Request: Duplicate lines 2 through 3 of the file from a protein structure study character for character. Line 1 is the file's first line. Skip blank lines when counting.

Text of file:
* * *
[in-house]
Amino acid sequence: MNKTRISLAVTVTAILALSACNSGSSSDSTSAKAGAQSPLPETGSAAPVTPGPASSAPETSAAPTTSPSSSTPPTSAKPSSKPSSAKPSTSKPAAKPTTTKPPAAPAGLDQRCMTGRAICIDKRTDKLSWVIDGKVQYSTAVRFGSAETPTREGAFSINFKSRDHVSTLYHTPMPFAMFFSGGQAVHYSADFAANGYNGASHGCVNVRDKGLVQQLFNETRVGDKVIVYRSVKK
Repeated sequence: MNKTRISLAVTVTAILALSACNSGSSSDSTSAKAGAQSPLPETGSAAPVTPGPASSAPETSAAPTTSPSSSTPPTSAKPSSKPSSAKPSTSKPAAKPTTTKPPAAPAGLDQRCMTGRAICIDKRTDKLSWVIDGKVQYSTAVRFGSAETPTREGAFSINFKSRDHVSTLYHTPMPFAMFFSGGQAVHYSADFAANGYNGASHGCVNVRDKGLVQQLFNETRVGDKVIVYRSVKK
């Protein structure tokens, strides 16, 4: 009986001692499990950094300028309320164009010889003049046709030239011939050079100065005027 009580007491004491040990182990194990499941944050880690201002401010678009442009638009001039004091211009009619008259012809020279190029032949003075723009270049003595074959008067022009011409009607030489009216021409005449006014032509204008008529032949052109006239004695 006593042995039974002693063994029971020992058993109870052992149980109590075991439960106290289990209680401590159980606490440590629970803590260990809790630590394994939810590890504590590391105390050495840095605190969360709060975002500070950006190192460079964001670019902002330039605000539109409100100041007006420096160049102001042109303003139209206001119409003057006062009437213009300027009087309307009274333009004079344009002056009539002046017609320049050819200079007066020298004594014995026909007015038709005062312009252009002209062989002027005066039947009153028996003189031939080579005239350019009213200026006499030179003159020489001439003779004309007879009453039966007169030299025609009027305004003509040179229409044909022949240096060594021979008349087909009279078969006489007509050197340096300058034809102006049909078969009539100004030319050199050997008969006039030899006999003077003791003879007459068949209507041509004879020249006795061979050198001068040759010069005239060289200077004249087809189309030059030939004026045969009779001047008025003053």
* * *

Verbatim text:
Amino acid sequence: MNKTRISLAVTVTAILALSACNSGSSSDSTSAKAGAQSPLPETGSAAPVTPGPASSAPETSAAPTTSPSSSTPPTSAKPSSKPSSAKPSTSKPAAKPTTTKPPAAPAGLDQRCMTGRAICIDKRTDKLSWVIDGKVQYSTAVRFGSAETPTREGAFSINFKSRDHVSTLYHTPMPFAMFFSGGQAVHYSADFAANGYNGASHGCVNVRDKGLVQQLFNETRVGDKVIVYRSVKK
Repeated sequence: MNKTRISLAVTVTAILALSACNSGSSSDSTSAKAGAQSPLPETGSAAPVTPGPASSAPETSAAPTTSPSSSTPPTSAKPSSKPSSAKPSTSKPAAKPTTTKPPAAPAGLDQRCMTGRAICIDKRTDKLSWVIDGKVQYSTAVRFGSAETPTREGAFSINFKSRDHVSTLYHTPMPFAMFFSGGQAVHYSADFAANGYNGASHGCVNVRDKGLVQQLFNETRVGDKVIVYRSVKK